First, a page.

The Potential of Second-Person Perspective Games: The Aesthetics of Shooting Yourself
As the media prepares itself for the next generation of consoles and the opposition between them, perhaps we should search for a new and more innovative generation of video games to accompany these developments?
Screen-watching is factually one of the most hated violations of gamer etiquette. Yet there still remain many who practice it in order to gain a tactical advantage over their opponents. I imagine that even the most overzealous and pious gamers must have attempted screen-watching once or at least understand the motives behind it. Importantly, for those who do screen-watch there exists the potential for that strange moment when you end up seeing and controlling your character while watching your opponent’s own screen. This is, to an extent, a primitive example of second-person perspective gaming. Basically, second-person perspective is perceiving the game world through a character that is not controlled by you, but is often looking at your personal player-character. This camera would presumably be controlled by either a NPC (non-player character) or a fellow gamer. I used screen-watching as an example because there is only a very limited and basic selection of second-person experiences throughout the entire game industry. As a result, my essay shall attempt to suggest some of the philosophical, moral and aesthetic potentials of this yet undeveloped genre.
Initially, both gamers and academics would assume that the constant visual disorder of the second-person perspective would create frustration and alienation in the player. To be sure, the few online discussion boards that have focused on the concept generally predict that a ‘moving but uncontrollable camera is disaster for dynamic gameplay’ (Broadhrst). Subsequently, this perspective would seem to delimit a player’s immersion in the virtual environment, disrupting the enjoyment and aesthetics of the experience. However, this assessment mistakenly equates a player’s sense of involvement with the simple representation of vision. Indeed, it could be proposed that third-person perspective games ‘allow for the representation of other-than-visual perception, like […] the ability to sense when another presence moves right behind or next to a person’ (Taylor, 29). Hence, this genre can be said to produce a more sensual, realistic and playable recreation of human experience that any first-person perspective game. Consequently, then, we can see the second-person perspective directly represent even more non-visual aspects of existence than third-person games, such as our ability to understand, predict and empathise with other sentient beings. Besides, not being in total control of the world around us is a basic fact of life itself. As a result, this concept that second-person perspective gaming would be annoyingly disorientating is not necessarily true and hides the engaging potential of the genre.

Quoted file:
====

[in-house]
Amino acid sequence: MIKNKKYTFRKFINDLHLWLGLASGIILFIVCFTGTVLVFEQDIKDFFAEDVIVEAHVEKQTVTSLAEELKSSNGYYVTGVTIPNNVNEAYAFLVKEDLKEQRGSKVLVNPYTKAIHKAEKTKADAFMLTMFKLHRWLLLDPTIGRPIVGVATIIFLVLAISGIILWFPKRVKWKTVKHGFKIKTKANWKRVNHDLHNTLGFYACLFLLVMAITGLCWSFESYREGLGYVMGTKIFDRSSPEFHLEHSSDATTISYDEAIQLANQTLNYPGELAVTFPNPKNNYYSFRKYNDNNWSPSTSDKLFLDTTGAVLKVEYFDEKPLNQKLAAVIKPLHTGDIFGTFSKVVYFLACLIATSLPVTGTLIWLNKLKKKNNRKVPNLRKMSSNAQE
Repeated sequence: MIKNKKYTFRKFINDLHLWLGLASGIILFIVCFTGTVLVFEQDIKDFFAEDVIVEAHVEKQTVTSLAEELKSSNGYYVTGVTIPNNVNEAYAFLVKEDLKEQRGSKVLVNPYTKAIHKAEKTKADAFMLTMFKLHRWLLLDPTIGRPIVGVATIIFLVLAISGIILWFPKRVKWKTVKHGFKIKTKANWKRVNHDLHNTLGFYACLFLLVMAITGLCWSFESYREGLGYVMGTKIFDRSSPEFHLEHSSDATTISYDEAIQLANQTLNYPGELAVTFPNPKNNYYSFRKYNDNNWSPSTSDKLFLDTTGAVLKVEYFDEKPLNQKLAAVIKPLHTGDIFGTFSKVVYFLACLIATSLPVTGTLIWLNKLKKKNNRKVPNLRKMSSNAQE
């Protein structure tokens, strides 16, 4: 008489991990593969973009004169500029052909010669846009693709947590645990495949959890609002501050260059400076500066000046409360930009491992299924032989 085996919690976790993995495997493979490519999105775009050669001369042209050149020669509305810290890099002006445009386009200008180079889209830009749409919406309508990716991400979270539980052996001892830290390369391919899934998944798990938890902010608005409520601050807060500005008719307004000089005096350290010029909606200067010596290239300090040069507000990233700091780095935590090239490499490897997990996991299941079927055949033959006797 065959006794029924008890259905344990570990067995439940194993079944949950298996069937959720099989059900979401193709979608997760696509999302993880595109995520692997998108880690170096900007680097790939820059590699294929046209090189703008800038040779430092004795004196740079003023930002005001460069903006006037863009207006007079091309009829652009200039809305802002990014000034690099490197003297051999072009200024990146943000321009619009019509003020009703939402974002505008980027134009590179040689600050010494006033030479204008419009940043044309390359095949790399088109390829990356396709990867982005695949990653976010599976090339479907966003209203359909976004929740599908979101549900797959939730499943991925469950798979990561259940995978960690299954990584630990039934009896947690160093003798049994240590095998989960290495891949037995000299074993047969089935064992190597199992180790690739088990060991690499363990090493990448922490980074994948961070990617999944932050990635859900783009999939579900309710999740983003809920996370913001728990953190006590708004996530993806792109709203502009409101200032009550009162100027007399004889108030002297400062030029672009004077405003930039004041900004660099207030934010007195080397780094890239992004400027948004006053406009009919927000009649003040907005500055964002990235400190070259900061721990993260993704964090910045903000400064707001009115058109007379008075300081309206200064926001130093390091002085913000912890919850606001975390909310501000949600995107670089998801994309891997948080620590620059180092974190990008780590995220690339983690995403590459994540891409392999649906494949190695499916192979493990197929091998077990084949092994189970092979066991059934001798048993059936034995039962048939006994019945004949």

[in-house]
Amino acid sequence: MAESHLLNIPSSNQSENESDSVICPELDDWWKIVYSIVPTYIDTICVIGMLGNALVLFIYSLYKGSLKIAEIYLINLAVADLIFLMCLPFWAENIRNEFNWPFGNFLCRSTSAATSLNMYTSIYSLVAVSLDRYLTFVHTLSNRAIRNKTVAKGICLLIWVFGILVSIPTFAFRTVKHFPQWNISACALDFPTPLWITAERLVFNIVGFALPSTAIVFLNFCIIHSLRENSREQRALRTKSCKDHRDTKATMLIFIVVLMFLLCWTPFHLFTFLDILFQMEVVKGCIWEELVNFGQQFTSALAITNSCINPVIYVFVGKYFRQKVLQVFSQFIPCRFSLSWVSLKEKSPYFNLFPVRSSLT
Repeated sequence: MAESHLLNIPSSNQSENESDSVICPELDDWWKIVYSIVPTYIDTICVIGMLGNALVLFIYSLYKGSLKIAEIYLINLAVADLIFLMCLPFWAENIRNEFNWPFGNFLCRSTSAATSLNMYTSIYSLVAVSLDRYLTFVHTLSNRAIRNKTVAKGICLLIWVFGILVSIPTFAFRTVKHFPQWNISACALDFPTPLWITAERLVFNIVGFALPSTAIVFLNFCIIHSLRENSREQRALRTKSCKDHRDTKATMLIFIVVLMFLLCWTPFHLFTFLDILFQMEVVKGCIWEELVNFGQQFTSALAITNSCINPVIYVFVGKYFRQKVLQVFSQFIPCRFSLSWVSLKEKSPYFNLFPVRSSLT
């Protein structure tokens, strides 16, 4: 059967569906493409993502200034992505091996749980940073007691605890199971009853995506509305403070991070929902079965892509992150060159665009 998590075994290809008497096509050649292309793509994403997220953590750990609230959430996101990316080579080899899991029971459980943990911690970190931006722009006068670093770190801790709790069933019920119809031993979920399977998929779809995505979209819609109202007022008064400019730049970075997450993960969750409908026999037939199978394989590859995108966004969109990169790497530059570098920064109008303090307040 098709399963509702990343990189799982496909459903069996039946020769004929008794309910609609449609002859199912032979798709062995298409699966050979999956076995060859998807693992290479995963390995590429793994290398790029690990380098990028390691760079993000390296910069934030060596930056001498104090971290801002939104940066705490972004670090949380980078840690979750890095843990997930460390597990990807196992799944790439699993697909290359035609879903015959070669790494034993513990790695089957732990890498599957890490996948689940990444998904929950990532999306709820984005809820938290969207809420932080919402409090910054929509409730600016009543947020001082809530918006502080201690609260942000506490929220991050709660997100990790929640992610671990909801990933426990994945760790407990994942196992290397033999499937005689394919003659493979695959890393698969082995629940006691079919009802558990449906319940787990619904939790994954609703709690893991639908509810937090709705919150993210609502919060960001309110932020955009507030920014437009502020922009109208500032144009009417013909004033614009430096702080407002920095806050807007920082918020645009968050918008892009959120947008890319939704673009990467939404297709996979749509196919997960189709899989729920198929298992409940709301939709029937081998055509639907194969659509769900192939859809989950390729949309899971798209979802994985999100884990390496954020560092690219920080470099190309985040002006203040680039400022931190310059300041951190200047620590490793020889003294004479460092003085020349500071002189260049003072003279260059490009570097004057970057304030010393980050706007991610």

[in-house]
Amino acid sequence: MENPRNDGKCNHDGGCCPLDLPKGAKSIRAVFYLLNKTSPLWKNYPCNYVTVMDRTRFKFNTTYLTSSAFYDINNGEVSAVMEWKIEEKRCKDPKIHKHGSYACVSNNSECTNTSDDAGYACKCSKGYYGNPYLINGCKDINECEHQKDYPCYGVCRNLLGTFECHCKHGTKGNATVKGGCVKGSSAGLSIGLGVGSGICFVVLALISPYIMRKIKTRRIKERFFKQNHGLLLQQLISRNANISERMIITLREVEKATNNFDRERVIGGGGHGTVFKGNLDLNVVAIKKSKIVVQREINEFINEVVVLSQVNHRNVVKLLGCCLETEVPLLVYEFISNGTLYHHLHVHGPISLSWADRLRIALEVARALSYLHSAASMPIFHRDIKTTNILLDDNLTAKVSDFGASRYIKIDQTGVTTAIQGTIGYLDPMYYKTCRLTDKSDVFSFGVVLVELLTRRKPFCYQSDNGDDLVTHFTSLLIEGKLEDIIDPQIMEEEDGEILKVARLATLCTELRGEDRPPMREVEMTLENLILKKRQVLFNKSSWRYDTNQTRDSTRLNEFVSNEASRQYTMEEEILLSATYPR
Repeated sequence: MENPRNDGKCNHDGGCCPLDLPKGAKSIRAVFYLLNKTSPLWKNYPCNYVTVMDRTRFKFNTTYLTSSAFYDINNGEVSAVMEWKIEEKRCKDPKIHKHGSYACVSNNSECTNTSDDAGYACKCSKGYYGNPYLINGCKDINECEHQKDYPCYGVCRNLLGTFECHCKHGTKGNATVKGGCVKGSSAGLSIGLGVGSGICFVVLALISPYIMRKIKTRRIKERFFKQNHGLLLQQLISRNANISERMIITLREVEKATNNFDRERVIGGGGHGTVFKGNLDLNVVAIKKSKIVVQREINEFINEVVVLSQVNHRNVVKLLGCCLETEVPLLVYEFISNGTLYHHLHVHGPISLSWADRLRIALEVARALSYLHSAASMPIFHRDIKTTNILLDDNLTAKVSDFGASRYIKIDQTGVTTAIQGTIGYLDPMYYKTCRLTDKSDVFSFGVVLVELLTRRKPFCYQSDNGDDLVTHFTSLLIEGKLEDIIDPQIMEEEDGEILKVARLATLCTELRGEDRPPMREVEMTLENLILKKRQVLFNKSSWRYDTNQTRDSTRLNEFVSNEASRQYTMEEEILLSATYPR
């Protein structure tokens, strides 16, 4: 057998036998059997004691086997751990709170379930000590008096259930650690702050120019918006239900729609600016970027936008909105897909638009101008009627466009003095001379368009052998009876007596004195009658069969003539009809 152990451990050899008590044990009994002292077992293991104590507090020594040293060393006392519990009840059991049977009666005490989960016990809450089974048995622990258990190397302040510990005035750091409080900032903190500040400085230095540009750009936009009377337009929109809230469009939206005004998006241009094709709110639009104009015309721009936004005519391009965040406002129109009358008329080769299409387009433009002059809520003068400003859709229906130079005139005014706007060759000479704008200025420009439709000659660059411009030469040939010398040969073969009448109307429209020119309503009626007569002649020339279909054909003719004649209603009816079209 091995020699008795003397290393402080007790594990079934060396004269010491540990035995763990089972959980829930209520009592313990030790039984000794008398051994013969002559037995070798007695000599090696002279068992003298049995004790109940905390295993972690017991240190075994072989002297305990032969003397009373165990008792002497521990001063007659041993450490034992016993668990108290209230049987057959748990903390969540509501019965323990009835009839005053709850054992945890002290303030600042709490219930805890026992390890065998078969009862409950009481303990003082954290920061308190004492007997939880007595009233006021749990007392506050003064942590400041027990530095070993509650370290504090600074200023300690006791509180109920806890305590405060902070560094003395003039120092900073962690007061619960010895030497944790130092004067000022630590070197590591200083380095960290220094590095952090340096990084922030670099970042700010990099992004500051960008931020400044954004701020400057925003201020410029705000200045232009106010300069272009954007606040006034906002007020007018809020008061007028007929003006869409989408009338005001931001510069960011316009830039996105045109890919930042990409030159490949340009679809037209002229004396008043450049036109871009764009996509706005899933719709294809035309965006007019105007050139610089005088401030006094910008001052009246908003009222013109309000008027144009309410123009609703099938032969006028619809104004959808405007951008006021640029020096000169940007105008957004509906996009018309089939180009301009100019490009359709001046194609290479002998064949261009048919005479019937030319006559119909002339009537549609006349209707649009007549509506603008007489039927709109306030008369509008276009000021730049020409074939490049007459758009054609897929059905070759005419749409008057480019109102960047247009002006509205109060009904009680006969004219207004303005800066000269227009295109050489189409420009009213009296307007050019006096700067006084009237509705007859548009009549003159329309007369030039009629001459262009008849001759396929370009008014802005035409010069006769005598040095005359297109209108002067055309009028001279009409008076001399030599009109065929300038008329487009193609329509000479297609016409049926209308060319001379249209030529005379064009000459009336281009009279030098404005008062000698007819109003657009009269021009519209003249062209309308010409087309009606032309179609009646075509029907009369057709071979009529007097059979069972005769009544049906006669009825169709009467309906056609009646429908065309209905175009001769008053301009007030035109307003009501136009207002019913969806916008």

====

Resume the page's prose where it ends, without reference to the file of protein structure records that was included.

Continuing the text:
Yet the desire for immersion and flow does not merely impact on the aesthetic experience of the player, but their psychology also. This can often lead to negative and potentially dangerous consequences. It has often been reported that when playing ‘violent games children become immersed in violent actions. This immersion may sometimes provoke a real-life aggressive response from the player’ (Ravitch and Viteritti, 182). Therefore, we have a social responsibility to balance enjoyable, experiential gameplay with assessment and detachment. This is what I think the second-person perspective can continuously offer. As already observed, manipulating your character through uncontrolled eyes is not dissimilar to the act of screen-watching in multiplayer games. Wolf argues that ‘watching the other player’s actions is an important part of the strategy, creating an interesting tension between passive watching and active playing […] that can make the player more aware of the difference’ (Wolf, 65). Therefore, it could be stated that the second-person perspective creates a double consciousness. On one hand, the player is overtly aware of their dependent and reactionary position towards game mechanics, because they rely on the NPC-controlled camera. On the other hand, the gamer is simultaneously an active agent within the game itself. Hence, they do not simply accept the presented environment as reality, with its potential for violence, propaganda and aggression. Instead, players may act questioningly and distantly toward it without feeling powerless or totally alienated. Overall, the gameplay may create an awareness of one’s limitations, dependencies and interconnectedness, while at the same time providing an immersive and representational environment to play within.